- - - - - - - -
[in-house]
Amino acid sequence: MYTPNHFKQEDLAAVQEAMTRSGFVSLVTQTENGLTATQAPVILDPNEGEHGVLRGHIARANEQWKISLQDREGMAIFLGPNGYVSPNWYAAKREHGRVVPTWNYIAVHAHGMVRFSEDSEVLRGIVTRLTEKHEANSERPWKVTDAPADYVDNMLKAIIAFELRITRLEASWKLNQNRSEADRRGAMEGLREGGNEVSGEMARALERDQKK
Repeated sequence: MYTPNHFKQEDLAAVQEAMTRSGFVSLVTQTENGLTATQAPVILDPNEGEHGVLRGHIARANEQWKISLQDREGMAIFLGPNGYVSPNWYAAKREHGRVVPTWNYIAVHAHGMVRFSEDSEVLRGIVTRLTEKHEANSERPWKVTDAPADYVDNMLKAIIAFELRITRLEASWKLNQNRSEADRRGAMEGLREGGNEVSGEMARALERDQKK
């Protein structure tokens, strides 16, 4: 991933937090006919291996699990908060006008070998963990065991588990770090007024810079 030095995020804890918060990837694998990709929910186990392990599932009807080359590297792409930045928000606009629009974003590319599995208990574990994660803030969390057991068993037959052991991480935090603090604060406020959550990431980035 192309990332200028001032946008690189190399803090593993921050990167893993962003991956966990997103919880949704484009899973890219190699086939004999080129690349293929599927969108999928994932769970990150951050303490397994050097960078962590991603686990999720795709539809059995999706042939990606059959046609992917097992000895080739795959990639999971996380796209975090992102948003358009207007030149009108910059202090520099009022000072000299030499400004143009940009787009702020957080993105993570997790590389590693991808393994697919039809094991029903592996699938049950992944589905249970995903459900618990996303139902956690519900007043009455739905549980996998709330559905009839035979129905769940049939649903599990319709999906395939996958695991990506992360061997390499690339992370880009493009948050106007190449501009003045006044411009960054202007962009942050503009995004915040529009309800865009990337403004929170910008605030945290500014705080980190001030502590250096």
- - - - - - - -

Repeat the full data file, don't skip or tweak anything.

[in-house]
Amino acid sequence: MYTPNHFKQEDLAAVQEAMTRSGFVSLVTQTENGLTATQAPVILDPNEGEHGVLRGHIARANEQWKISLQDREGMAIFLGPNGYVSPNWYAAKREHGRVVPTWNYIAVHAHGMVRFSEDSEVLRGIVTRLTEKHEANSERPWKVTDAPADYVDNMLKAIIAFELRITRLEASWKLNQNRSEADRRGAMEGLREGGNEVSGEMARALERDQKK
Repeated sequence: MYTPNHFKQEDLAAVQEAMTRSGFVSLVTQTENGLTATQAPVILDPNEGEHGVLRGHIARANEQWKISLQDREGMAIFLGPNGYVSPNWYAAKREHGRVVPTWNYIAVHAHGMVRFSEDSEVLRGIVTRLTEKHEANSERPWKVTDAPADYVDNMLKAIIAFELRITRLEASWKLNQNRSEADRRGAMEGLREGGNEVSGEMARALERDQKK
């Protein structure tokens, strides 16, 4: 991933937090006919291996699990908060006008070998963990065991588990770090007024810079 030095995020804890918060990837694998990709929910186990392990599932009807080359590297792409930045928000606009629009974003590319599995208990574990994660803030969390057991068993037959052991991480935090603090604060406020959550990431980035 192309990332200028001032946008690189190399803090593993921050990167893993962003991956966990997103919880949704484009899973890219190699086939004999080129690349293929599927969108999928994932769970990150951050303490397994050097960078962590991603686990999720795709539809059995999706042939990606059959046609992917097992000895080739795959990639999971996380796209975090992102948003358009207007030149009108910059202090520099009022000072000299030499400004143009940009787009702020957080993105993570997790590389590693991808393994697919039809094991029903592996699938049950992944589905249970995903459900618990996303139902956690519900007043009455739905549980996998709330559905009839035979129905769940049939649903599990319709999906395939996958695991990506992360061997390499690339992370880009493009948050106007190449501009003045006044411009960054202007962009942050503009995004915040529009309800865009990337403004929170910008605030945290500014705080980190001030502590250096």